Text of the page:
Martin Stephan’s Rock Tech Lithium Inc. (RCK), up one cent to $1.36 on 16,000 shares, has received assays from grab samples collected in the Nama Creek region on its Georgia Lake lithium project in Northwestern Ontario. Five samples collected in areas sampled last year produced the best results, with four of them topping 2 per cent lithium oxide. That was no surprise, since the crews got to pick what they wanted in an area where the company did well before, but the grades of the four samples collected in previously untested areas were promising as well, with one test yielding 1.88 per cent lithium oxide.
Mr. Stephan, CEO, says that the high grades encountered adjacent to the main resource zone at Georgia Lake will help Rock Tech prioritize areas for follow up testing. He says that this portion of the sampling program targeted pegmatites that were mapped in the 1950s but were never sampled, save for the area tested last year. Rock Tech already has a resource in the Nama Creek area, with 2.47 million tonnes indicated at 1.11 per cent lithium oxide and 2.5 million tonnes inferred at 0.98 per cent.
Barry Brown’s Fort St. James Nickel Corp. (FTJ.H), last at 21.5 cents, resumed trading today following a two-month halt. The company has an option to acquire a 100-per-cent interest in the Porcupine project in central New Brunswick from Chris Anderson’s Great Atlantic Resources Corp. (GR: $0.145). Porcupine is touted as a precious metals, base metals and rare earth property — the focus typically depends on which commodity is more promotable. Fort St. John Nickel must spend $1-million on exploration over four years and make staged payments of cash and stock over the same period.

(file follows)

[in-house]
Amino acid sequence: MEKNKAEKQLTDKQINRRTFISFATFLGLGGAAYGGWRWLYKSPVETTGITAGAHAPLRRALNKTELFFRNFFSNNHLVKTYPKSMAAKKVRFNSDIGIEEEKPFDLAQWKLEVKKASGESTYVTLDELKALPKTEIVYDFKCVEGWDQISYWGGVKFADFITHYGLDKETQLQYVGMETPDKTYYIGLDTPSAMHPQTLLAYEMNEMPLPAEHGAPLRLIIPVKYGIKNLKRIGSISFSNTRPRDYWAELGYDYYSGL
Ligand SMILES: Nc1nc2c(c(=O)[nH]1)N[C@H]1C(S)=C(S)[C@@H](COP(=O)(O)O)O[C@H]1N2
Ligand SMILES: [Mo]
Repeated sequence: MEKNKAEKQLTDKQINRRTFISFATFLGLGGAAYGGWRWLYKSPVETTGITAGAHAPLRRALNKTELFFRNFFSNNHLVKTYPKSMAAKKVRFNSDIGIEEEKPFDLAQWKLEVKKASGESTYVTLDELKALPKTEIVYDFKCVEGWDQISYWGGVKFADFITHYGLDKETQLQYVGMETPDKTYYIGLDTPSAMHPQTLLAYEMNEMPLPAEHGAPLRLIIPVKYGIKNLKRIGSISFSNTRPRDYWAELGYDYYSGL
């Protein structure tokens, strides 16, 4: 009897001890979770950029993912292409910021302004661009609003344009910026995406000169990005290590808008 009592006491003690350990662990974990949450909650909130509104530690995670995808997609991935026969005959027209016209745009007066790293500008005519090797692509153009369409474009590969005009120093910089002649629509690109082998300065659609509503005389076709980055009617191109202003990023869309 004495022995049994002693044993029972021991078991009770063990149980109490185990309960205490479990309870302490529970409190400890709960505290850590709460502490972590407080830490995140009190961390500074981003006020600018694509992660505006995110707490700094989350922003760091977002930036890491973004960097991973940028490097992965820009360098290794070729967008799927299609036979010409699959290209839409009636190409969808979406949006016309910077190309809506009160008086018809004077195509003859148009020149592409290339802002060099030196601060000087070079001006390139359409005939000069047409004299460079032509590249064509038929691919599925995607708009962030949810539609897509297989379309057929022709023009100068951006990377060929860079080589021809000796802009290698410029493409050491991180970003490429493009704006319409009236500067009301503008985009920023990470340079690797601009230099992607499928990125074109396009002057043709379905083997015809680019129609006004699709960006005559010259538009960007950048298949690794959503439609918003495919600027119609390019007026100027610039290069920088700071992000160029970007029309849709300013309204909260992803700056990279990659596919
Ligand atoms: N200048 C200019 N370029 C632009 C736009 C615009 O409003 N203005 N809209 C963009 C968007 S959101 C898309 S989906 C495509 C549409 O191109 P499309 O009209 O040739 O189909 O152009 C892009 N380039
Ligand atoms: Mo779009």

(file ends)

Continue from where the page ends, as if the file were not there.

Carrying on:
Guy Bourassa’s Nemaska Lithium Inc. (NMX), down two cents to $1.42 on 1.82 million shares, is “currently evaluating a number of financing alternatives” for its Whabouchi lithium project in north-central Quebec. Mr. Bourassa, president and CEO, says the options include debt — loans offered by large banks and private individuals — and a “strategic investment” at either the company or project level. Mr. Bourassa and his crew need a lot of cash, as Nemaska’s feasibility pegged the cost of the mine at nearly $550-million.
Nemaska also has its phase 1 plant operating. The company has produced about 20 tonnes of battery grade lithium hydroxide using lithium sulphide provided by a customer. (The buyer has apparently approved the quality of Nemaska’s product.) M r. Bourassa says that he and his crew are “now on the cusp of
starting our most important milestone,” which is qualifying the company’s products with customers. This cusping and starting — and hopefully the qualifying — will take several months, during which Mr. Bourassa says that Nemaska will be “entering into a period of active discussions with clients.”
At last report, Whabouchi held 20 million tonnes of open-pit reserves, averaging 1.53 per cent lithium oxide, with another 7.3 million tonnes available for underground mining at an average of 1.28 per cent. The company has converted nearly all its measured and indicated resources to a reserve, with just a largely inferred resource of just over five million tonnes at 1.51 per cent lithium oxide remaining outside the calculation.